Teenagers are flocking to Formspring.me, a social media tool that allows users to anonymously ask questions for others to publicly answer. Initally set up to engage users in at worst fun and light hearted banter and at best philosophical debate, formspringme has all the elements needed to attract, engage, and retain users around the globe, especially Generation Y. There is a fascination with asking questions, with being asked them and with answering them.
Formspring.me launched in the US in November 2009. Since June 2010 teenagers in Australia have been signing up. Users sign up to an individual page that points their friends to a simple box that reads, “Ask me anything.” Users ask any questions they like. In the adult world questions might be, Should we have a carbon tax? or Who liked Hairspray? or Is graffiti art? or What is love? Stimulating but innocuous questions.
Part of the attraction of the site for both those who receive the questions and those who pose them is that the questioner can ask the question anonymously. It is the anonymous element that adds to the excitement and the mystery and some say encourages shy people to communicate but it is this very element that can also allow users to bully and abuse.
It’s a Catch 22. If you want to be part of the ‘game’ and of the excitement you need to allow others to ask you questions and to ask them anonymously but questioners can turn nasty and leave the teenager feeling isolated. Consider the following set of questions:
Why does your hair look like a birdsnest? or Why are you fat?
One of the reasons for widespread adoption of these sorts of sites is “our deep and insatiable love of self-reference.” It’s one of the biggest reasons for the success of Facebook, and now it’s what Formspring is based on: me, me, me, me…me.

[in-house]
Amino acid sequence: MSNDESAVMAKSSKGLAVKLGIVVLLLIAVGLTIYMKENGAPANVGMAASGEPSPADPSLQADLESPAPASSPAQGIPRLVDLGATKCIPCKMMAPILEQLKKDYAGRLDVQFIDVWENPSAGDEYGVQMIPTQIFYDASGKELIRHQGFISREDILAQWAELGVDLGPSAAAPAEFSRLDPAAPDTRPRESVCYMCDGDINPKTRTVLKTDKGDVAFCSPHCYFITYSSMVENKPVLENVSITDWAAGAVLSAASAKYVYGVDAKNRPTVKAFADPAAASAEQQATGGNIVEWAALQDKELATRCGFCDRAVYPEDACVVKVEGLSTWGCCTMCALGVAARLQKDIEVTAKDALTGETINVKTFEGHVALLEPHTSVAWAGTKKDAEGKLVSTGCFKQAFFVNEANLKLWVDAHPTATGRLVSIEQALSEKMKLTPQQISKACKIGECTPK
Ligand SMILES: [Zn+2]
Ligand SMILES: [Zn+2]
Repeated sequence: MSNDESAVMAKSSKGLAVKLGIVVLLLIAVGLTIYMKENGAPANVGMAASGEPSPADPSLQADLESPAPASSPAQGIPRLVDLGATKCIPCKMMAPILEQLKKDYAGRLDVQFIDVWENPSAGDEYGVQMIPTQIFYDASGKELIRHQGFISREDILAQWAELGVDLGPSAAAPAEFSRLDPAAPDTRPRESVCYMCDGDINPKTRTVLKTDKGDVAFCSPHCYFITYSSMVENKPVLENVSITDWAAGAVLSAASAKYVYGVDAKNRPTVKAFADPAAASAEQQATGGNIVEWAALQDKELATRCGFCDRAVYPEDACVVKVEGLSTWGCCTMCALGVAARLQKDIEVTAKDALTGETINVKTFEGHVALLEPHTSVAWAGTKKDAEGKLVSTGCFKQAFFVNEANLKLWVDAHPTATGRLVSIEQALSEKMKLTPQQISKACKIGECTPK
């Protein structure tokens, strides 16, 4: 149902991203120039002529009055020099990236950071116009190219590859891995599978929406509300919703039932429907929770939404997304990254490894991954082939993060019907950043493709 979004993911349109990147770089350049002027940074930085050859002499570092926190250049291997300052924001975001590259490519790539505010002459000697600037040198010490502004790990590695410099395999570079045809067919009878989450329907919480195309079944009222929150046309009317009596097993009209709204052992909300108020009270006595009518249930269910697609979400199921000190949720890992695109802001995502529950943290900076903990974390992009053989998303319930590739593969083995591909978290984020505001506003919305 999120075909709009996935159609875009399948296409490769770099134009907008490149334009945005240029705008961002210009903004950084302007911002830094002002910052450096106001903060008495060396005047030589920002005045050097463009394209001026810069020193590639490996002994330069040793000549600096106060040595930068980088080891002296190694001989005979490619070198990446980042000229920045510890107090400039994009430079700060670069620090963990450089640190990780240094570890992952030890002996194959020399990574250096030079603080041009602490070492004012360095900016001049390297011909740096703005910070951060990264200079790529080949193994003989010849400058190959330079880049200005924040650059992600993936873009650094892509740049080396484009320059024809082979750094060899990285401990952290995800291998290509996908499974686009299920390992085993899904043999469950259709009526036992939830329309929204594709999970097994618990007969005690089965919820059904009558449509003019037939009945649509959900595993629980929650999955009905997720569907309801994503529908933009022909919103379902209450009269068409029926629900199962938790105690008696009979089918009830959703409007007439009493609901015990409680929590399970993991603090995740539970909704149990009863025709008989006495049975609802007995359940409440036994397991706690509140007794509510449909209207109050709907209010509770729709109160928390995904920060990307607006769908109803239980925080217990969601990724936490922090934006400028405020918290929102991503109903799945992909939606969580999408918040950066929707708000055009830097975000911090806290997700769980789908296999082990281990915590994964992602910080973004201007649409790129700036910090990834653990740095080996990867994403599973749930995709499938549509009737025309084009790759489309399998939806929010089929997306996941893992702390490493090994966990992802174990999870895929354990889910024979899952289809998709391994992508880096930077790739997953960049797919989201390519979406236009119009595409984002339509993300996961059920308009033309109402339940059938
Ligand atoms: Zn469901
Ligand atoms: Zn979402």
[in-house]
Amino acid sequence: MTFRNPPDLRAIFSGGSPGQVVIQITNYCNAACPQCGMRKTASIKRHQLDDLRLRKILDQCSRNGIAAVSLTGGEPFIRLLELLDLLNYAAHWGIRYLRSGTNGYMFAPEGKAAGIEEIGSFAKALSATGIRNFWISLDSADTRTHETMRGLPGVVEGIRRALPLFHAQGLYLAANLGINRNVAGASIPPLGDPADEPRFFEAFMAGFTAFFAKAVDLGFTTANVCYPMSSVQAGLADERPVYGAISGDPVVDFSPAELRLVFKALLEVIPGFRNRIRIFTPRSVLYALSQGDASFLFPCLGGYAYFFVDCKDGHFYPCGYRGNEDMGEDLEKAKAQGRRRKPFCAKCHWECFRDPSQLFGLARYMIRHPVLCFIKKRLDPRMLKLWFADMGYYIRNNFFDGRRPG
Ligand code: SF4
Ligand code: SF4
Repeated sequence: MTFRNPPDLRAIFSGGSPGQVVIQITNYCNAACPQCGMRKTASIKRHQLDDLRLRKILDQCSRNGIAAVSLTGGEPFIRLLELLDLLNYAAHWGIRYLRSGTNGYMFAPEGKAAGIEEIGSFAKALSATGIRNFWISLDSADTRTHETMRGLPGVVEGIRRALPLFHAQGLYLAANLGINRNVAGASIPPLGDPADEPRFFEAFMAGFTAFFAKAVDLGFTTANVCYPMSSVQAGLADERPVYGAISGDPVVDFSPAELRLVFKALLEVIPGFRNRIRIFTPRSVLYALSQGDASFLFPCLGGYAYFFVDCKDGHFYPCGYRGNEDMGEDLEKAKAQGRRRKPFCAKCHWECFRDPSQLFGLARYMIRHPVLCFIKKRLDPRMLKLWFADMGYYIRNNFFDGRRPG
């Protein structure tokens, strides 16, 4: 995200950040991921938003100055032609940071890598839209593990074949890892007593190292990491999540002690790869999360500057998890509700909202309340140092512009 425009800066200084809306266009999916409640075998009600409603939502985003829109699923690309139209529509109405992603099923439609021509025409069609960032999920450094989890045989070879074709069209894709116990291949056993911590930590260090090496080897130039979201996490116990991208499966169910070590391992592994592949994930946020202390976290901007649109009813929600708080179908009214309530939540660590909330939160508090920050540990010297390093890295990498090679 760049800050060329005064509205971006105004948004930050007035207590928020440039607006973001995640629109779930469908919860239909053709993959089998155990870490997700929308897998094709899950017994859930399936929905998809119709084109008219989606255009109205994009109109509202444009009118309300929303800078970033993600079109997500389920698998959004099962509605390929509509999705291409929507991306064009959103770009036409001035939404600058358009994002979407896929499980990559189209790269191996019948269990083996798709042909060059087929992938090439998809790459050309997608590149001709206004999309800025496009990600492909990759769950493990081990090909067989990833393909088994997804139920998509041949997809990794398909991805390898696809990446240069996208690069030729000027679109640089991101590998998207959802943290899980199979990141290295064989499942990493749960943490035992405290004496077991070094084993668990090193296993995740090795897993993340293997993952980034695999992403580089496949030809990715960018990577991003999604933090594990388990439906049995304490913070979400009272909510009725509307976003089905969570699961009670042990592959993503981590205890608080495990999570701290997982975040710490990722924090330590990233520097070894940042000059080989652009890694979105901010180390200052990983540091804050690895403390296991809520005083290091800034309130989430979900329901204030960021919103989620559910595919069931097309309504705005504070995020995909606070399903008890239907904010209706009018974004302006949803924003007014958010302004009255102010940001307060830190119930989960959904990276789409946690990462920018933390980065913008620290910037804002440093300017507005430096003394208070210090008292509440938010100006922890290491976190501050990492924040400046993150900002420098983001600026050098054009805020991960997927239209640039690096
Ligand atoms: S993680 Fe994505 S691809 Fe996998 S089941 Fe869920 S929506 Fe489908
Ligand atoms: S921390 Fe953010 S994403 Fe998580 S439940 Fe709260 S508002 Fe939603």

Self-reference can be found in the foundation of many social media, like status updates, blog entries, and Tweets. These all form our online identity, but when we publish those things, it’s because we consciously choose to. On Formspring, users don’t decide when to share their thoughts; they wait for their peers to demand it. It’s an opportunity to reveal things about yourself that you want people to know, but would likely not volunteer.
Besides self-reference, it’s the actual element of demand that retains users. For most using Facebook, there’s only one little thing that brings us back: the notifications. Users know that the more they interact with their Facebook network, the more notifications they’ll get. On Formspring, there’s a similar anxiety for feedback; the answerers constantly check back for questions, and the askers want their answers yesterday. Because users invest time into the service, they expect to get something in return.
Self-reference and gaming elements are what engage and retain those who answer questions. But what attracts the askers? Anonymity. Users can anonymously tell someone how they feel about them, or something they feel they should know. They can ask questions they’d be otherwise too embarrassed to ask. But, worse, they can also fill a user’s in-box with hate mail, harassment, or other inappropriate statements.
After browsing Formspring.me, it seems as though teenagers are doing exactly that.